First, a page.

Nov 8, 2018

Flavors of Fall

Maple syrup, like many delicious natural products was discovered by accident. Most legends claim that Native Americans thought the liquid dripping from trees that had been cut by their tomahawks was water. After all, it was clear and colorless. They used it to cook meat and discovered that it turned into a delicious sweet glaze. It added wonderful flavor to everything and they began using it to sweeten many different foods. They also boiled it down to thicken and become chunks of maple sugar that could be put aside for winter, sustaining them through the cold months.  

When settlers arrived with metal tools they began drillings holes and adding little wooden spouts to direct the sap into buckets and the “sugar maple” industry took off. Maple sugar was most popular in Vermont where there were lots of maple trees. In addition, its location far from the seaports where regular white sugar was imported made maple sugar the perfect alternative. Up until the 1930’s most maple syrup came from Vermont. In recent years things have changed and 80% of the world’s maple syrup comes from Canada.

Like sugar, maple syrup contains no vitamins; however, it contains small amounts of minerals like calcium, iron, magnesium, potassium, zinc, copper and manganese. These minerals are not lost during production because there is relatively little processing.

As production methods have improved over time the quality of maple syrup has too. Maple syrup is graded according to color and flavor. It may range from golden to dark amber in color and from mild to robust in taste. Colors and flavor are not indicative of quality, rather they are used so you can choose which flavor suits your taste best.

Dark syrup is usually used in baking while light amber or golden is more often found at the table. Avoid using “pancake syrup” which is not maple syrup at all. It’s most often corn syrup with some artificial maple flavor added. For best flavor in glazes and baked goods choose good quality syrup with a nice aroma.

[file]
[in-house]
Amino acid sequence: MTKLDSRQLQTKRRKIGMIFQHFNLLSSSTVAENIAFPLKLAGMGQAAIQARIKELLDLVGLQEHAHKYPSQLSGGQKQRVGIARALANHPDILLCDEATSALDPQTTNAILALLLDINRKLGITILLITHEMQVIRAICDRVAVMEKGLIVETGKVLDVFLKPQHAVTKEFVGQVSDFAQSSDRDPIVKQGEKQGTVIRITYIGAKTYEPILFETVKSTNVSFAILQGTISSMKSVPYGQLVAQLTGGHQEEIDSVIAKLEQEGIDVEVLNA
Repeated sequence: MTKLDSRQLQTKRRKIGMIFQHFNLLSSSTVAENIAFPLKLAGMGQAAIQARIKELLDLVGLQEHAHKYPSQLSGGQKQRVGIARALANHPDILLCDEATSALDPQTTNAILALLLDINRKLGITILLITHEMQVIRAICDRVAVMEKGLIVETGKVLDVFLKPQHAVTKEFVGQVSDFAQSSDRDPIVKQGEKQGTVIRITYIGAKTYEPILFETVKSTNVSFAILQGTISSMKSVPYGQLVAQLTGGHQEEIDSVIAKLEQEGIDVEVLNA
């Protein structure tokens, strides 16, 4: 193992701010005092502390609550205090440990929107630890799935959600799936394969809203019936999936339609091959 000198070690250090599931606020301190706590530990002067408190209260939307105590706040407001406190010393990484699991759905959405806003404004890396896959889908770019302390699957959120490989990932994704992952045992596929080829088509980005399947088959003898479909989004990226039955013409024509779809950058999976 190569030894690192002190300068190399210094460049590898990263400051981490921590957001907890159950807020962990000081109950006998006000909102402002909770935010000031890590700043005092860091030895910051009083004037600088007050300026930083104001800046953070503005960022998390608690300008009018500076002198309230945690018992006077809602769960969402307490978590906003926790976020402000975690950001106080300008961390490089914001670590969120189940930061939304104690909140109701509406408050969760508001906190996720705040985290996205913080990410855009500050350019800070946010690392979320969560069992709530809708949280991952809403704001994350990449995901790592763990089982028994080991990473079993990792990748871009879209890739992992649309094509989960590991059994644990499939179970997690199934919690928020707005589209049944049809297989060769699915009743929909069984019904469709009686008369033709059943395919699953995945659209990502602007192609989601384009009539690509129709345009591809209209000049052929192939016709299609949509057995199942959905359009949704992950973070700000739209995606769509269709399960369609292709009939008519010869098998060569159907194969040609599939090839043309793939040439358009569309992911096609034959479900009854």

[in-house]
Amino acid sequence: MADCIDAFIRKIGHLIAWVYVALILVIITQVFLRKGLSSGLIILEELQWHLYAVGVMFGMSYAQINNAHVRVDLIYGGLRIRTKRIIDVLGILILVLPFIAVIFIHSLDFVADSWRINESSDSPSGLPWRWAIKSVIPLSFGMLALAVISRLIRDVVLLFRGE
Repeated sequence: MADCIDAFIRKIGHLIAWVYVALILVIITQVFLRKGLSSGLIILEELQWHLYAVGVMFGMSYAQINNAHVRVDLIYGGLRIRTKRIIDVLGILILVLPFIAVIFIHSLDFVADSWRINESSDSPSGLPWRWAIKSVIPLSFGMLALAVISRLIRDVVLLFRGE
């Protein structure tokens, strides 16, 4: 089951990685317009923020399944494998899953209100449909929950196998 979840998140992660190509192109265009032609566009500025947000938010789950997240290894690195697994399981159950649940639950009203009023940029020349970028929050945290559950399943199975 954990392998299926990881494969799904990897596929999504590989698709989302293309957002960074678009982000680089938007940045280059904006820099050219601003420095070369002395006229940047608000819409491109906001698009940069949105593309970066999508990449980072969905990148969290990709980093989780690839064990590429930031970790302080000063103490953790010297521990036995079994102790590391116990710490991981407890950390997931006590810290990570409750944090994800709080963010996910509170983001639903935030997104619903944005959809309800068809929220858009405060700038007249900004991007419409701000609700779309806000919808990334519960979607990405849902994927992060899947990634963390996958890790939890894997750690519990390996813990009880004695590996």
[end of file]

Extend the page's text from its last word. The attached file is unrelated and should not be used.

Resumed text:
¼ cup light olive oil

½ cup maple syrup

1 teaspoon grated ginger

½ teaspoon freshly ground black pepper

2 teaspoon kosher salt

3 carrots, peeled

1 large sweet potato, peeled

2 bell peppers, seeds removed

1 red onion

1 lb. mushrooms

2 zucchini or yellow squash,

Preheat oven to 350 degrees F.

Place all dressing ingredients in a container with a tightly fitting lid and shake to mix well. Let sit while cutting vegetables.

Cut all vegetables into 1-2 inch pieces. Place carrots and sweet potatoes in a foil lined sheet pan. Shake dressing and pour half of it over the carrot and potato. Toss to coat. Roast 20 minutes. Remove from oven.  Add remaining cut vegetables and drizzle with remaining dressing.

Put the pan back in oven and roast for an additional 25-30 minutes, basting once with the dressing.

Serve immediately.

4 oyster steaks, 10-14 ounces each

3 large onions, sliced thickly in rings

6 cloves garlic, cracked open

Kosher salt

Freshly ground pepper

16 ounces maple syrup, divided

1 cup bourbon (Old Williamsburg or Wild Turkey)

Preheat oven to 350 degrees.

Place onion slices and garlic in a roasting pan. Place oyster steaks on top. Season well with kosher salt and pepper. Drizzle with ¼ of the maple syrup.

Place remaining maple, bourbon, ½ teaspoon kosher salt and ½ teaspoon ground pepper in a heavy saucepan. Bring to a boil and continue to cook until it is reduced to a sticky glaze. Stir occasionally so it does not burn.

Bake steaks, covered for 1 hour. Carefully remove from oven. Pour off most of the liquid accumulated in the pan.

Pour half the glaze over the steaks and return to the oven. Continue baking, uncovered 20 minutes or until it has form a nice crust.

Remove from oven and let the steaks rest 5 minutes. Slice across the grain and drizzle remaining glaze on the meat.  Serves 8.

No comments:

Post a Comment

Note: Only a member of this blog may post a comment.